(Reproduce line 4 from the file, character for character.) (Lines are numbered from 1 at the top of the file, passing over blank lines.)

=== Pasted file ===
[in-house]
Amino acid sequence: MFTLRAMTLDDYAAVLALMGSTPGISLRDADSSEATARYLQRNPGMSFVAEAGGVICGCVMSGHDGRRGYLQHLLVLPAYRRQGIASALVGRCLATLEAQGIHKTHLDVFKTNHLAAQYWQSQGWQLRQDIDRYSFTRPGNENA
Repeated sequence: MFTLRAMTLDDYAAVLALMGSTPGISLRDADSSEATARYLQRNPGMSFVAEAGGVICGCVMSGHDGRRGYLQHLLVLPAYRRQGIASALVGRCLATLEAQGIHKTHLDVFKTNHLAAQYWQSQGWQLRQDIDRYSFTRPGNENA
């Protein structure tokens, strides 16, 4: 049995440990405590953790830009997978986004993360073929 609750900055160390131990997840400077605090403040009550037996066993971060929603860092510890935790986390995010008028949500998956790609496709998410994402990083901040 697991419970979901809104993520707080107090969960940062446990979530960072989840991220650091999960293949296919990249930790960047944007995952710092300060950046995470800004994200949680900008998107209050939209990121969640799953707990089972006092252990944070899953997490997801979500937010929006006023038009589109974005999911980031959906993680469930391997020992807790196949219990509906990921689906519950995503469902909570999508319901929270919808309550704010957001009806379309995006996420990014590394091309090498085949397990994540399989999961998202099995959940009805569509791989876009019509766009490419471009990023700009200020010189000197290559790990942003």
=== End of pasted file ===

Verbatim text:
């Protein structure tokens, strides 16, 4: 049995440990405590953790830009997978986004993360073929 609750900055160390131990997840400077605090403040009550037996066993971060929603860092510890935790986390995010008028949500998956790609496709998410994402990083901040 697991419970979901809104993520707080107090969960940062446990979530960072989840991220650091999960293949296919990249930790960047944007995952710092300060950046995470800004994200949680900008998107209050939209990121969640799953707990089972006092252990944070899953997490997801979500937010929006006023038009589109974005999911980031959906993680469930391997020992807790196949219990509906990921689906519950995503469902909570999508319901929270919808309550704010957001009806379309995006996420990014590394091309090498085949397990994540399989999961998202099995959940009805569509791989876009019509766009490419471009990023700009200020010189000197290559790990942003």